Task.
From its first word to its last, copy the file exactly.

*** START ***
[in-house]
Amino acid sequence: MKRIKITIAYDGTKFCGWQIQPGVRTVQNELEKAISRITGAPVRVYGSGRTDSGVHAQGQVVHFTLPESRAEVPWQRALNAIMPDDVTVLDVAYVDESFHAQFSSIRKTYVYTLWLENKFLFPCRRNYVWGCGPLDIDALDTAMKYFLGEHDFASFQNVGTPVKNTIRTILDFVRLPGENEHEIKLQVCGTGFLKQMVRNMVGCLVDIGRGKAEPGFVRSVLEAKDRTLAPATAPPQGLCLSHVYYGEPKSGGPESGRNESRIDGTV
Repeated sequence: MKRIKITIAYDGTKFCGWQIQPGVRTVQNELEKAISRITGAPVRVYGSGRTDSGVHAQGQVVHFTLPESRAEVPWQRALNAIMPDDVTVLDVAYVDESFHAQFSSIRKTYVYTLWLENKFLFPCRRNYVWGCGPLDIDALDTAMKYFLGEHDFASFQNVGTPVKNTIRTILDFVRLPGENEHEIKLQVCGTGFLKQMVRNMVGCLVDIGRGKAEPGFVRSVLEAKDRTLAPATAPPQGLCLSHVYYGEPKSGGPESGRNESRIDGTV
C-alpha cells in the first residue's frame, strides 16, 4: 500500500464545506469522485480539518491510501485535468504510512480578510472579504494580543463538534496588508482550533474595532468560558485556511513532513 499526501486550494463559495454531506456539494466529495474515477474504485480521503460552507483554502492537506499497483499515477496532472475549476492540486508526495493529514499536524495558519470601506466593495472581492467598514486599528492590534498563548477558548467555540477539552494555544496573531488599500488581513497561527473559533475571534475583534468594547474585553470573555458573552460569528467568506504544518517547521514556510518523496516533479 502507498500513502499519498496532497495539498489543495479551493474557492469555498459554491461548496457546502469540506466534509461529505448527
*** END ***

[in-house]
Amino acid sequence: MKRIKITIAYDGTKFCGWQIQPGVRTVQNELEKAISRITGAPVRVYGSGRTDSGVHAQGQVVHFTLPESRAEVPWQRALNAIMPDDVTVLDVAYVDESFHAQFSSIRKTYVYTLWLENKFLFPCRRNYVWGCGPLDIDALDTAMKYFLGEHDFASFQNVGTPVKNTIRTILDFVRLPGENEHEIKLQVCGTGFLKQMVRNMVGCLVDIGRGKAEPGFVRSVLEAKDRTLAPATAPPQGLCLSHVYYGEPKSGGPESGRNESRIDGTV
Repeated sequence: MKRIKITIAYDGTKFCGWQIQPGVRTVQNELEKAISRITGAPVRVYGSGRTDSGVHAQGQVVHFTLPESRAEVPWQRALNAIMPDDVTVLDVAYVDESFHAQFSSIRKTYVYTLWLENKFLFPCRRNYVWGCGPLDIDALDTAMKYFLGEHDFASFQNVGTPVKNTIRTILDFVRLPGENEHEIKLQVCGTGFLKQMVRNMVGCLVDIGRGKAEPGFVRSVLEAKDRTLAPATAPPQGLCLSHVYYGEPKSGGPESGRNESRIDGTV
C-alpha cells in the first residue's frame, strides 16, 4: 500500500464545506469522485480539518491510501485535468504510512480578510472579504494580543463538534496588508482550533474595532468560558485556511513532513 499526501486550494463559495454531506456539494466529495474515477474504485480521503460552507483554502492537506499497483499515477496532472475549476492540486508526495493529514499536524495558519470601506466593495472581492467598514486599528492590534498563548477558548467555540477539552494555544496573531488599500488581513497561527473559533475571534475583534468594547474585553470573555458573552460569528467568506504544518517547521514556510518523496516533479 502507498500513502499519498496532497495539498489543495479551493474557492469555498459554491461548496457546502469540506466534509461529505448527